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THE THOUSAND YEAR BEACH giveaway contest

by nickmamatas

We are back, with our latest title, TOBI Hirotaka’s The Thousand Year Beach! A story of a long-abandoned virtual reality environment—think something like a TinyMUD or Second Life, but utterly immersive—facing an invasion from inexplicable outside forces, the book is already getting a bit of a buzz. Subscription box Page Habit has selected The Thousand Year Beach as its June science fiction title and we’re looking to help spread the word further with one of our giveaway contests!

You may know the drill by now: respond to this post with a little essay, anecdote, or poem about your favorite book, comic, film, or videogame that focuses on Virtual Reality. Write it up in English, Japanese, Spanish, German, Chinese, or Greek—we ship anywhere! (But we don’t ready every language, just those listed.) On Friday we’ll pick the four answers we like best and ship out the copies.

Are you ready for some mind-blowing SF that is also a literal “beach book”? Get to commenting!

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11 Responses to “THE THOUSAND YEAR BEACH giveaway contest”

  1. Terre says:

    Infinite Dendrogram is a lot of fun. VRMMO setting where characters are all given their unique “embryo”, a personal item or assistant that evolves + changes form over time with your leveling. The characters all treat the VR world as a real place of possiblities despite it being one of the few stories where characters aren’t trapped in the world.

    Marie, the reporter / Adventurer, is so cool.

  2. Mion says:

    My favourite book about Virtual Reality is the one I haven’t read yet.

    Long story short, a few years ago I met a guy online and we got to talking about books we were reading at that time. He went on and on about this book about Virtual Reality and he got me super interested. But alas, the book has only been published in Russian and for years now, I’ve been lamenting over it. My Russian is nil.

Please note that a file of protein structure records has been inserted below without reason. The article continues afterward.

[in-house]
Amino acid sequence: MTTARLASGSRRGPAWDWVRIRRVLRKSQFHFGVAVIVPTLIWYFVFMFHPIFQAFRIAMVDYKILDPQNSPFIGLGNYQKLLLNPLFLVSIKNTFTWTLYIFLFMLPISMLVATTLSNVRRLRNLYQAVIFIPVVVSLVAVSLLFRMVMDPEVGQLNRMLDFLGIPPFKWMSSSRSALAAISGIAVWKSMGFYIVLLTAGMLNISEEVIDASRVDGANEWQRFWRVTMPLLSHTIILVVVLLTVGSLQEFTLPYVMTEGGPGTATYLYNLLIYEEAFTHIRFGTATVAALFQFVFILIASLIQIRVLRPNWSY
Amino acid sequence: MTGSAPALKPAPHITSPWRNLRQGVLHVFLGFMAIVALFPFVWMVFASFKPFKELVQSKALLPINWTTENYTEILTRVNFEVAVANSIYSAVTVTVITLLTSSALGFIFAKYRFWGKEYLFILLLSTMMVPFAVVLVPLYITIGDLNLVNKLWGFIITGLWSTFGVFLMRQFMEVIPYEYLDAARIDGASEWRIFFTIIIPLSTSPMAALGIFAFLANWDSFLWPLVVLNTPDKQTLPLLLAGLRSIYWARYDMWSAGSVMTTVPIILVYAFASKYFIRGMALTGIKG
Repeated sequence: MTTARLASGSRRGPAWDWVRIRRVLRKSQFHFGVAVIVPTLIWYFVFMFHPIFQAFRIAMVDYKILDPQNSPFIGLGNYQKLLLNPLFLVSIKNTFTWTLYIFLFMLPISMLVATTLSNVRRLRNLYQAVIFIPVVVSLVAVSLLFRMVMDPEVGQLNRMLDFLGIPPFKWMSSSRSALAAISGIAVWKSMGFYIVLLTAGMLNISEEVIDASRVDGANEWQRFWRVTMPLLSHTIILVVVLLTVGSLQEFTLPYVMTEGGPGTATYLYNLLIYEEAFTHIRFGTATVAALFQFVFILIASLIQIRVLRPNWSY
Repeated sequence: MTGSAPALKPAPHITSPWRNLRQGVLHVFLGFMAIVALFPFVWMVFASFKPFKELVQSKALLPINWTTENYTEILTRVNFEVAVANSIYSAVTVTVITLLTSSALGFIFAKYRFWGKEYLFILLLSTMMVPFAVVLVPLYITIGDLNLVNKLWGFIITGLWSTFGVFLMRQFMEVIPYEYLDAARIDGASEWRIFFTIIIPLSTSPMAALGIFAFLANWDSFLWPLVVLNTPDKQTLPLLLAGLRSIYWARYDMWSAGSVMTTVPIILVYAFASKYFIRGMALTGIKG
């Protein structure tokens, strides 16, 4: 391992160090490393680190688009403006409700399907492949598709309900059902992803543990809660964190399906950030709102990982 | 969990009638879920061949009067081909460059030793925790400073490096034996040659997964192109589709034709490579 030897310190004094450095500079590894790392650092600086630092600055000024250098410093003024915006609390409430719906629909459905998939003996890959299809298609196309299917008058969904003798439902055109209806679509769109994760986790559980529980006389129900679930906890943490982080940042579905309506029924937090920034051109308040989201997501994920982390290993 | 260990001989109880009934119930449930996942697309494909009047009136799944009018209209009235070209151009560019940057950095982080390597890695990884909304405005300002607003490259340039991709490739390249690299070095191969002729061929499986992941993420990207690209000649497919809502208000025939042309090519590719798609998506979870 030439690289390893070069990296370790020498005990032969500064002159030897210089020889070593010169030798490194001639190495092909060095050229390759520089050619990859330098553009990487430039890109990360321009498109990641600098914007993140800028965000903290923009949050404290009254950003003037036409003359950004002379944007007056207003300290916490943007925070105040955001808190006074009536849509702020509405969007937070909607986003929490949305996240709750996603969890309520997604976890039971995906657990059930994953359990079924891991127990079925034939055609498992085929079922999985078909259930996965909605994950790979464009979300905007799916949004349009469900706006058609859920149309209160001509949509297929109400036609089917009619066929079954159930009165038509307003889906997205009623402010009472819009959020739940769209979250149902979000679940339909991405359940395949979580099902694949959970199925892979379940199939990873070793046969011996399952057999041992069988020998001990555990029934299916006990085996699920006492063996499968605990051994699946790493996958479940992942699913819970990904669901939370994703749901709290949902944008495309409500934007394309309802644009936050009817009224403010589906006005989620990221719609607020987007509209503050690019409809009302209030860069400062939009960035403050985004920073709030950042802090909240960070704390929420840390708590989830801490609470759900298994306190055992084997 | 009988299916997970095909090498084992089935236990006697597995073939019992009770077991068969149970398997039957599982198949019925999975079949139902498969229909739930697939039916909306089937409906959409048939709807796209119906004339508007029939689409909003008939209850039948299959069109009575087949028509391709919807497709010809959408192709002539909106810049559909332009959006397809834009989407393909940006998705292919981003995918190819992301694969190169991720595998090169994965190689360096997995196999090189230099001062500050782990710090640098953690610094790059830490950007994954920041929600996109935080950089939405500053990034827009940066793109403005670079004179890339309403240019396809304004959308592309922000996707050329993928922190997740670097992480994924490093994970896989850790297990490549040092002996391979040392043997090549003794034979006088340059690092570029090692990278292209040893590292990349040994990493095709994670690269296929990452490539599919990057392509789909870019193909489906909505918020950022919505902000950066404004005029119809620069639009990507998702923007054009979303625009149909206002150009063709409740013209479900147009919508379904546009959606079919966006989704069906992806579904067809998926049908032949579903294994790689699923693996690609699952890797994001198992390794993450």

Nil desperandum though! There are plenty of awesome books out there just waiting to be read.

  3. John Austin says:

    It was a tie for first when it came to my favorite film focused on VR. But in the end, “Avalon” directed by Oshii Mamoru won out. Viewed, often, as mere interstitial entertainment meant to occupy those slavering for a Matrix sequel, I felt it was dramatically underrated. It was overdone, and pastiche in many ways. But it was Oshii Mamoru, directing a film about VR in Poland, starring Poles! Unlike other, I felt the film was ahead of its time. Oshii used his budget for visual effects quite effectively. If you were to transplant them into any other high budget film, audiences would have been mesmerized. The sets which comprised of industrial Warsaw were beautiful and convincing. Malgorzatta Formeniak, a Polish actress was stunning and became a household name, at least in my household. Kenji Kawai, whose soundtrack from Ghost In The Shell, still get’s play in my home, composed the haunting soundtrack for this film. Oshii also told a compelling story. True to form, he presented issues of consciousness, reality, and hit quite cleanly upon the ethereal nature of both. Finally, I believe there was a featurette in which he talked about his dogs. You could just see the amount of crazy it took to generate that kind of genius.

  4. Mike D. says:

    Virtual reality is often seen as an escape from reality to an un-reality where one can be whomever, wherever, or whenever one wants; it’s seen as an idealized reality according to our wishes. The more santimonious may choose a rather more masochistic reality to the point where true hell is their reality; thus, Iain Banks’s Surface Detail (2010) deserves a rightful place among VR greats. Hopefully, the author now lives in his own personal heaven considering the wondrous gift of literature he had bestows upo us prior to his untimely passing away.

  5. Tatiana says:

    I dunno if this is a long shot, but I LOVE The Matrix. Not only is this hands down one of the best Keanu Reeves movie, but I find the various metaphors in the movie to be really applicable. The one I think about the most often are the Agents and how they act as a gatekeepers to The Matrix.

    In the animated short called, The Animatrix, there’s a young boy who discovers the world isn’t real, so the Agents come to his school to arrest him, and he finds freedom from the false reality through suicide. While most people would find that pretty morbid or offensive, it really resonated strongly with my emotional reality of living in this world.

    And when Morpheus tells Neo that they don’t normally free minds past a certain age because they have a hard time letting go THAT really spoke to me. I think a lot about how people hold onto things, even things that are false, because they can’t imagine living without those “truths”. (And it reminds me a lot of how people justify bigoted ideas held by old people by citing their age).